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Mental Health

A Gateway to Intergenerational Connection

University students and seniors forge friendships and lifelong learning at Gateway Lodge in Prince George

Sonya Kruger

Visions Journal, 2019, 14 (4), pp. 33-35

How can intergenerational living benefit university students and seniors? As part of an innovative pilot study and new experiential learning course this past fall, two students from the University of Northern British Columbia (UNBC) spent four months living in Northern Health’s Gateway Lodge, a residential care facility in Prince George, BC. There, they spent time engaging with and learning from Gateway residents.

The success of the pilot led to its continuation for the Winter 2019 semester.

Led by UNBC's Dr. Shannon Freeman and Professor Dawn Hemingway, the Intergenerational Activities for Growth and Engagement project (InterAGE) is a unique research partnership between UNBC and Northern Health. Through InterAGE, students live at Gateway Lodge full-time, while still taking other university courses as part of their regular semester. The students spend part of each week over the four-month period connecting with the lodge's residents during meals and different recreational events.

The project is one of the first of its kind in BC to focus on intergenerational cohousing from a research perspective. Freeman and Hemingway, together with their UNBC research team, have developed a comprehensive research and evaluation plan to measure the project's outcomes from multiple perspectives—including those of residents, students and the Gateway facility—through the collection of information from all those involved in the initiative.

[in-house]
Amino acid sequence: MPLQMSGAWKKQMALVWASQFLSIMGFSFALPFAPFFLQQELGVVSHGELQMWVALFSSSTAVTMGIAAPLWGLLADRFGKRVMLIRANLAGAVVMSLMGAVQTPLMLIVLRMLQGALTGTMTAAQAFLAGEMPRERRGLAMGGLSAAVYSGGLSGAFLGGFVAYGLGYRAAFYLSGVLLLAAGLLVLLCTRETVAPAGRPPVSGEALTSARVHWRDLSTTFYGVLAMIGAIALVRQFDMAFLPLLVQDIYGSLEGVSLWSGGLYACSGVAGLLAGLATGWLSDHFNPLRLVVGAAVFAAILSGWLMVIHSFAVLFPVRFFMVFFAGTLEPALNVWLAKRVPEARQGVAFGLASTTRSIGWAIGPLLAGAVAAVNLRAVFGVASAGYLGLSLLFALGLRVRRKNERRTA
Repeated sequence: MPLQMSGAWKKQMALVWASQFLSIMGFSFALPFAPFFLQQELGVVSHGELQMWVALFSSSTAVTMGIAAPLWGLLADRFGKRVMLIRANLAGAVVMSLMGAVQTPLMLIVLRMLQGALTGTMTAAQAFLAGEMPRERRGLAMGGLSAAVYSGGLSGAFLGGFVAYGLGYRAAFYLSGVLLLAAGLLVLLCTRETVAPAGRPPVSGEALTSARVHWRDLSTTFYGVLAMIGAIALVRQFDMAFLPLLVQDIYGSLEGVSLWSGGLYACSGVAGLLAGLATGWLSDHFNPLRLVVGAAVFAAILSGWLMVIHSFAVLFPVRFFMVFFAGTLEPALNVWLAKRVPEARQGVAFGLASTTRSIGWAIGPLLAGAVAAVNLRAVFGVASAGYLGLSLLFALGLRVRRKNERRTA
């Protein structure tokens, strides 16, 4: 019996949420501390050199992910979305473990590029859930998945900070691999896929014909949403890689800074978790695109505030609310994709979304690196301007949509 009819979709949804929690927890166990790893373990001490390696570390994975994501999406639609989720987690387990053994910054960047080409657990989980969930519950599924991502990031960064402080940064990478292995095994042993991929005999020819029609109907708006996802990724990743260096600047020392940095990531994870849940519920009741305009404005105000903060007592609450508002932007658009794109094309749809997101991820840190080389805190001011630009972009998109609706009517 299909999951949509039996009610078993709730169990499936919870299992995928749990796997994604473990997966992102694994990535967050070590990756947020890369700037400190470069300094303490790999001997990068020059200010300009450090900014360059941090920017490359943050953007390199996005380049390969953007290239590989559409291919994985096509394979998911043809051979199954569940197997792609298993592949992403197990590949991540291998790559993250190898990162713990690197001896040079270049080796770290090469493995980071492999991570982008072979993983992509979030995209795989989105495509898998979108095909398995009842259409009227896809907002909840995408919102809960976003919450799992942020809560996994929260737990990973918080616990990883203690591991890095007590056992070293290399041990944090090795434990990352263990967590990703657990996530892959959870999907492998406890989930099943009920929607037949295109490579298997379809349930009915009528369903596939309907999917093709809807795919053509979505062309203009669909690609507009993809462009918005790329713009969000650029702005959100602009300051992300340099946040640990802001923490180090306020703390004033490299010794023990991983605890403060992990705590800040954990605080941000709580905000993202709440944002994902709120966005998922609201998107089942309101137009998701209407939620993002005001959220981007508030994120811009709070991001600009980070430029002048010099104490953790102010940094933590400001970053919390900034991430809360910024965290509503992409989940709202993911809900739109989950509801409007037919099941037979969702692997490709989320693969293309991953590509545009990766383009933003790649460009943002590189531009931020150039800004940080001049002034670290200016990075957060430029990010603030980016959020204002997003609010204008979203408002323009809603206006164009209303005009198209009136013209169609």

"The pilot study with the UNBC students and residents of Gateway exceeded all of our expectations," enthused Freeman, an assistant professor in the School of Nursing at UNBC, in an interview with the author. "The UNBC special topics course is taught on-site at the Gateway Lodge and attended by the UNBC students, residents, staff and members of the community. It has challenged the students to be reflective and to see aging not only through their own eyes but through the eyes of the residents that they ended up developing close connections with."

Hemingway, an associate professor and chair of the School of Social Work at UNBC, added, "From the residents' perspective, we saw people engaged who had not regularly joined facility activities previously, and we also had a higher number of residents than we expected regularly attending and participating in our class."

Student participants are provided with accommodation at Gateway Lodge for the school semester, living in areas that are not allocated for resident use. Over the semester, they also receive several complimentary meal tickets per month. During a typical week, students spend 10 to 15 hours meeting residents and enjoying activities together—such as playing bocce ball, knitting, playing crib or dominoes and sharing stories.

Chantelle Jimenez, a fourth-year nursing student who was part of the Fall 2018 pilot, spoke positively about her experience. "I didn't think it would be that easy to fit right in,” she said. "But it was a very comfortable transition. We made friends the second we walked through the door. We didn't expect to make such a change in their lives. We gave them time to be present and they were very open and friendly, sharing many memories with us. I also learned a lot of practical things, such as how to knit and sew.

"I enjoyed hearing about the stories from the war. I'd never met anyone previously who had lived through World War II. One of the residents was a Red Cross nurse in the war and, as a nursing student, it was so nice to find someone in the same profession. We talked about how she had grown as a nurse, what my current studies were like, how practice has changed, and she shared some great advice with me."